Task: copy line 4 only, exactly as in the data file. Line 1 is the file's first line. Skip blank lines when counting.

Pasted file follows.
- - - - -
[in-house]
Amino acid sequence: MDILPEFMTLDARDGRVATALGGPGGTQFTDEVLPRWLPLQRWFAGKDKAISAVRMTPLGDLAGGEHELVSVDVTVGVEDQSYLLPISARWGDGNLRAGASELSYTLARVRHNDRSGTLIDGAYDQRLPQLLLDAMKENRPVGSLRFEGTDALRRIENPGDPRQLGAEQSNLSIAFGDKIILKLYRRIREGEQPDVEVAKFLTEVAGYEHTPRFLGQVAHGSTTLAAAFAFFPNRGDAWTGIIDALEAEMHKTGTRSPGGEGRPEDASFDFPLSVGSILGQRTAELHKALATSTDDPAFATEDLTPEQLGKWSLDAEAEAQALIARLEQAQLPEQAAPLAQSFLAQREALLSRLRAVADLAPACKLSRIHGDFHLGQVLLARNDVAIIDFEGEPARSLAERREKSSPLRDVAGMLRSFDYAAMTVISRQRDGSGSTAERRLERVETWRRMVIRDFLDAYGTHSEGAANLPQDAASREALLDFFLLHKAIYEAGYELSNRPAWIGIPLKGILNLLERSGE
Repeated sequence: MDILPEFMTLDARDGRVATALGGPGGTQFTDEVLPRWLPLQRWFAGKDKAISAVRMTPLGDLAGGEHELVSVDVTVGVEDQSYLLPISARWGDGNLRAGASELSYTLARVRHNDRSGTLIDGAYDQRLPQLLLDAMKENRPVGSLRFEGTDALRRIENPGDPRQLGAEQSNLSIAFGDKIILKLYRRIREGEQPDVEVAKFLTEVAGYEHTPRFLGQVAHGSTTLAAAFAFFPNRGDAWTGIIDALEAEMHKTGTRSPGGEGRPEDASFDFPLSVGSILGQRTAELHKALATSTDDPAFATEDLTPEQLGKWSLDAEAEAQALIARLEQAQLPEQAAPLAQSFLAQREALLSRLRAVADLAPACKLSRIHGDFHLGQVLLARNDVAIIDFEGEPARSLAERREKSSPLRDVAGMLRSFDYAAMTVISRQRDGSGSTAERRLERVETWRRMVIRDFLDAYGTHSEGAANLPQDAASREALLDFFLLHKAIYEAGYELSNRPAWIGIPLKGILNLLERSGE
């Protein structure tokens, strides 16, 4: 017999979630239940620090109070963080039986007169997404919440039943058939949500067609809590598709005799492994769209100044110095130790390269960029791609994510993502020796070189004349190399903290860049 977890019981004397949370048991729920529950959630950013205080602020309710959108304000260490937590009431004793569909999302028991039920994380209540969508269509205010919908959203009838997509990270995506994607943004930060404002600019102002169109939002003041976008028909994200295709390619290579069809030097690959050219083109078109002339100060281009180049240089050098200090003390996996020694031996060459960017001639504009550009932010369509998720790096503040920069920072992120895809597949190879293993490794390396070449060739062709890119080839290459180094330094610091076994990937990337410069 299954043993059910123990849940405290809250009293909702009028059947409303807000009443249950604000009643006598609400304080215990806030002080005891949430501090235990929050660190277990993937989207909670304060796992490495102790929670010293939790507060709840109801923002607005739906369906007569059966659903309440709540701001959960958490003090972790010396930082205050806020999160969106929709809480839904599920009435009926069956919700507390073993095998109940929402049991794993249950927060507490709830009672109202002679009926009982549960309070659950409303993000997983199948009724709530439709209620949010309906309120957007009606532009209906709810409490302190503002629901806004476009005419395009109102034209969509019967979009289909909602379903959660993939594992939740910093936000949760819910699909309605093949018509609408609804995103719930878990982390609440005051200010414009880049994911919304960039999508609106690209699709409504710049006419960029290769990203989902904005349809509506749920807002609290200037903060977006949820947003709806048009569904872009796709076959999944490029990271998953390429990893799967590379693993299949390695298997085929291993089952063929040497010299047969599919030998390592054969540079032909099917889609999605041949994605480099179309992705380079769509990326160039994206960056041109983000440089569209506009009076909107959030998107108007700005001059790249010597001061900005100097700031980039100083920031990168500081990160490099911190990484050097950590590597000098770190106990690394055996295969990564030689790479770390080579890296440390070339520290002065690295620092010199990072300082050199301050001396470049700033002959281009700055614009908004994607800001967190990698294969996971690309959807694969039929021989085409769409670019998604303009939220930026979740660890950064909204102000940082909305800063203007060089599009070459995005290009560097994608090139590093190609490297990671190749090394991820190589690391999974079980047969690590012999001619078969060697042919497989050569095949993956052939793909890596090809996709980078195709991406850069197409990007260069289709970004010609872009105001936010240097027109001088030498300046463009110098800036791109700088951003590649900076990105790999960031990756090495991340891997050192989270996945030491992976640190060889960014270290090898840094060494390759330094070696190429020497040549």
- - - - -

């Protein structure tokens, strides 16, 4: 017999979630239940620090109070963080039986007169997404919440039943058939949500067609809590598709005799492994769209100044110095130790390269960029791609994510993502020796070189004349190399903290860049 977890019981004397949370048991729920529950959630950013205080602020309710959108304000260490937590009431004793569909999302028991039920994380209540969508269509205010919908959203009838997509990270995506994607943004930060404002600019102002169109939002003041976008028909994200295709390619290579069809030097690959050219083109078109002339100060281009180049240089050098200090003390996996020694031996060459960017001639504009550009932010369509998720790096503040920069920072992120895809597949190879293993490794390396070449060739062709890119080839290459180094330094610091076994990937990337410069 299954043993059910123990849940405290809250009293909702009028059947409303807000009443249950604000009643006598609400304080215990806030002080005891949430501090235990929050660190277990993937989207909670304060796992490495102790929670010293939790507060709840109801923002607005739906369906007569059966659903309440709540701001959960958490003090972790010396930082205050806020999160969106929709809480839904599920009435009926069956919700507390073993095998109940929402049991794993249950927060507490709830009672109202002679009926009982549960309070659950409303993000997983199948009724709530439709209620949010309906309120957007009606532009209906709810409490302190503002629901806004476009005419395009109102034209969509019967979009289909909602379903959660993939594992939740910093936000949760819910699909309605093949018509609408609804995103719930878990982390609440005051200010414009880049994911919304960039999508609106690209699709409504710049006419960029290769990203989902904005349809509506749920807002609290200037903060977006949820947003709806048009569904872009796709076959999944490029990271998953390429990893799967590379693993299949390695298997085929291993089952063929040497010299047969599919030998390592054969540079032909099917889609999605041949994605480099179309992705380079769509990326160039994206960056041109983000440089569209506009009076909107959030998107108007700005001059790249010597001061900005100097700031980039100083920031990168500081990160490099911190990484050097950590590597000098770190106990690394055996295969990564030689790479770390080579890296440390070339520290002065690295620092010199990072300082050199301050001396470049700033002959281009700055614009908004994607800001967190990698294969996971690309959807694969039929021989085409769409670019998604303009939220930026979740660890950064909204102000940082909305800063203007060089599009070459995005290009560097994608090139590093190609490297990671190749090394991820190589690391999974079980047969690590012999001619078969060697042919497989050569095949993956052939793909890596090809996709980078195709991406850069197409990007260069289709970004010609872009105001936010240097027109001088030498300046463009110098800036791109700088951003590649900076990105790999960031990756090495991340891997050192989270996945030491992976640190060889960014270290090898840094060494390759330094070696190429020497040549």